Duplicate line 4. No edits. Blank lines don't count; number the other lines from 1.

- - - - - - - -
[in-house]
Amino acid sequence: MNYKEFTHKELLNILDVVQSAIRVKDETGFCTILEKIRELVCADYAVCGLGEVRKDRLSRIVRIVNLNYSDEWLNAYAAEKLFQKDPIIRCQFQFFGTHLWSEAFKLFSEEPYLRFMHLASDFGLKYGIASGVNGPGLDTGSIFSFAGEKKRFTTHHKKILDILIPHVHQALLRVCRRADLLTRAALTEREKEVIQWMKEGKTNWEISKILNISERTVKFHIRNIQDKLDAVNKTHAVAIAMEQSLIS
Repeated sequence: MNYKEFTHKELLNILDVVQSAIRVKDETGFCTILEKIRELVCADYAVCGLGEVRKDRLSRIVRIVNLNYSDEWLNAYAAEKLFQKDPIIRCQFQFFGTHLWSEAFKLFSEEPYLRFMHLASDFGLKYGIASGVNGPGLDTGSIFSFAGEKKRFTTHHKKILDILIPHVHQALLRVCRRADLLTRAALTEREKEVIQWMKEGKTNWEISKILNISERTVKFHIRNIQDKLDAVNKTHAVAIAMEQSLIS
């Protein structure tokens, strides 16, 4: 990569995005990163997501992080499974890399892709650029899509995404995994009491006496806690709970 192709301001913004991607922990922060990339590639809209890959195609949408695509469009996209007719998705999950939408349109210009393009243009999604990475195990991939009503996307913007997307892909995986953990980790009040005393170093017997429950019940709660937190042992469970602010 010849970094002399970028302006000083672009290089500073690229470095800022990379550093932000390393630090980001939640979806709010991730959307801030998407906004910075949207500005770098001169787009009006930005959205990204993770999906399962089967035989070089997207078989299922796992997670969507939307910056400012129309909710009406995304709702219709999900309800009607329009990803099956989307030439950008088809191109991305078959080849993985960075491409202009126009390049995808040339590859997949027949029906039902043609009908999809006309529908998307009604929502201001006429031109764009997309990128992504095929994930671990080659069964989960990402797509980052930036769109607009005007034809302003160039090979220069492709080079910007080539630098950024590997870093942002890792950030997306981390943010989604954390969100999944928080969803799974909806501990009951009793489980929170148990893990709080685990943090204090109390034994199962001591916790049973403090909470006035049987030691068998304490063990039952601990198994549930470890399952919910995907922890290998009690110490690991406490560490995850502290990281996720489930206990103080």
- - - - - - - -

């Protein structure tokens, strides 16, 4: 990569995005990163997501992080499974890399892709650029899509995404995994009491006496806690709970 192709301001913004991607922990922060990339590639809209890959195609949408695509469009996209007719998705999950939408349109210009393009243009999604990475195990991939009503996307913007997307892909995986953990980790009040005393170093017997429950019940709660937190042992469970602010 010849970094002399970028302006000083672009290089500073690229470095800022990379550093932000390393630090980001939640979806709010991730959307801030998407906004910075949207500005770098001169787009009006930005959205990204993770999906399962089967035989070089997207078989299922796992997670969507939307910056400012129309909710009406995304709702219709999900309800009607329009990803099956989307030439950008088809191109991305078959080849993985960075491409202009126009390049995808040339590859997949027949029906039902043609009908999809006309529908998307009604929502201001006429031109764009997309990128992504095929994930671990080659069964989960990402797509980052930036769109607009005007034809302003160039090979220069492709080079910007080539630098950024590997870093942002890792950030997306981390943010989604954390969100999944928080969803799974909806501990009951009793489980929170148990893990709080685990943090204090109390034994199962001591916790049973403090909470006035049987030691068998304490063990039952601990198994549930470890399952919910995907922890290998009690110490690991406490560490995850502290990281996720489930206990103080």